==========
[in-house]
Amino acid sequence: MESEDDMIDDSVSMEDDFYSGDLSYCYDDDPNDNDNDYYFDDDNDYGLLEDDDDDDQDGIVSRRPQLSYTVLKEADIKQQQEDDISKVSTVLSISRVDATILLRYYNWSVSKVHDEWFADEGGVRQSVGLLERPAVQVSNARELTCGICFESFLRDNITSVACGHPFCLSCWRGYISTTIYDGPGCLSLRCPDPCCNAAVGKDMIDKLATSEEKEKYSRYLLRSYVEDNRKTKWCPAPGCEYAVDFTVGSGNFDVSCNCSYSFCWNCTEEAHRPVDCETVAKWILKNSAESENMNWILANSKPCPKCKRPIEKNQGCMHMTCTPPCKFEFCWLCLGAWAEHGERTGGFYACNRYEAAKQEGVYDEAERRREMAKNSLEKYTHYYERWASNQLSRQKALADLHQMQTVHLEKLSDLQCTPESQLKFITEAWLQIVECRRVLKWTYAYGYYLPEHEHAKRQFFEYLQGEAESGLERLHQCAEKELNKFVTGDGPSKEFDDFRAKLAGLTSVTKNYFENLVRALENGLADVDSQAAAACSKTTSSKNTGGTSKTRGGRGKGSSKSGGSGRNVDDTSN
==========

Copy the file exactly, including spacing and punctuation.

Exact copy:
[in-house]
Amino acid sequence: MESEDDMIDDSVSMEDDFYSGDLSYCYDDDPNDNDNDYYFDDDNDYGLLEDDDDDDQDGIVSRRPQLSYTVLKEADIKQQQEDDISKVSTVLSISRVDATILLRYYNWSVSKVHDEWFADEGGVRQSVGLLERPAVQVSNARELTCGICFESFLRDNITSVACGHPFCLSCWRGYISTTIYDGPGCLSLRCPDPCCNAAVGKDMIDKLATSEEKEKYSRYLLRSYVEDNRKTKWCPAPGCEYAVDFTVGSGNFDVSCNCSYSFCWNCTEEAHRPVDCETVAKWILKNSAESENMNWILANSKPCPKCKRPIEKNQGCMHMTCTPPCKFEFCWLCLGAWAEHGERTGGFYACNRYEAAKQEGVYDEAERRREMAKNSLEKYTHYYERWASNQLSRQKALADLHQMQTVHLEKLSDLQCTPESQLKFITEAWLQIVECRRVLKWTYAYGYYLPEHEHAKRQFFEYLQGEAESGLERLHQCAEKELNKFVTGDGPSKEFDDFRAKLAGLTSVTKNYFENLVRALENGLADVDSQAAAACSKTTSSKNTGGTSKTRGGRGKGSSKSGGSGRNVDDTSN